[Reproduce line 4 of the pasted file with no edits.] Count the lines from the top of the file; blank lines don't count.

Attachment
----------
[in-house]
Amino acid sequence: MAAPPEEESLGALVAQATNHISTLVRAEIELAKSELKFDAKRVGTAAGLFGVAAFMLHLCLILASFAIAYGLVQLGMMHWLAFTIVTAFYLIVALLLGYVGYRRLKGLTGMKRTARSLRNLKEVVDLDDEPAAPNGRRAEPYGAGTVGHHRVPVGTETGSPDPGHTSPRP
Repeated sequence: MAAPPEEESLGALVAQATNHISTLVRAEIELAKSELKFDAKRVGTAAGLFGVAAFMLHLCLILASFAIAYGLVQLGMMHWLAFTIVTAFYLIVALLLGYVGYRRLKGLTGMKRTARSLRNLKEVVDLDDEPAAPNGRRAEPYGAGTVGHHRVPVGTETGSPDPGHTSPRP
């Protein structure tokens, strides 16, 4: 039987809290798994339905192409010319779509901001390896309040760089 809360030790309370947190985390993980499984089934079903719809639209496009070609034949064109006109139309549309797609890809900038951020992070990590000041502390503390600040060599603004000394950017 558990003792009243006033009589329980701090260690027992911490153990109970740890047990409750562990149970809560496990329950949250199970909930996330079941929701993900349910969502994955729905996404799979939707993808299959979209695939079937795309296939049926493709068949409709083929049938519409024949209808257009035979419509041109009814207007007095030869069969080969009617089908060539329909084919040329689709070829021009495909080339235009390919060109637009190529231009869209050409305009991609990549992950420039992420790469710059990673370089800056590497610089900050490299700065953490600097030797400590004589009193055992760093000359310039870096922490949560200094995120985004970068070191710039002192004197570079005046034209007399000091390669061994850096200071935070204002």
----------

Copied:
């Protein structure tokens, strides 16, 4: 039987809290798994339905192409010319779509901001390896309040760089 809360030790309370947190985390993980499984089934079903719809639209496009070609034949064109006109139309549309797609890809900038951020992070990590000041502390503390600040060599603004000394950017 558990003792009243006033009589329980701090260690027992911490153990109970740890047990409750562990149970809560496990329950949250199970909930996330079941929701993900349910969502994955729905996404799979939707993808299959979209695939079937795309296939049926493709068949409709083929049938519409024949209808257009035979419509041109009814207007007095030869069969080969009617089908060539329909084919040329689709070829021009495909080339235009390919060109637009190529231009869209050409305009991609990549992950420039992420790469710059990673370089800056590497610089900050490299700065953490600097030797400590004589009193055992760093000359310039870096922490949560200094995120985004970068070191710039002192004197570079005046034209007399000091390669061994850096200071935070204002």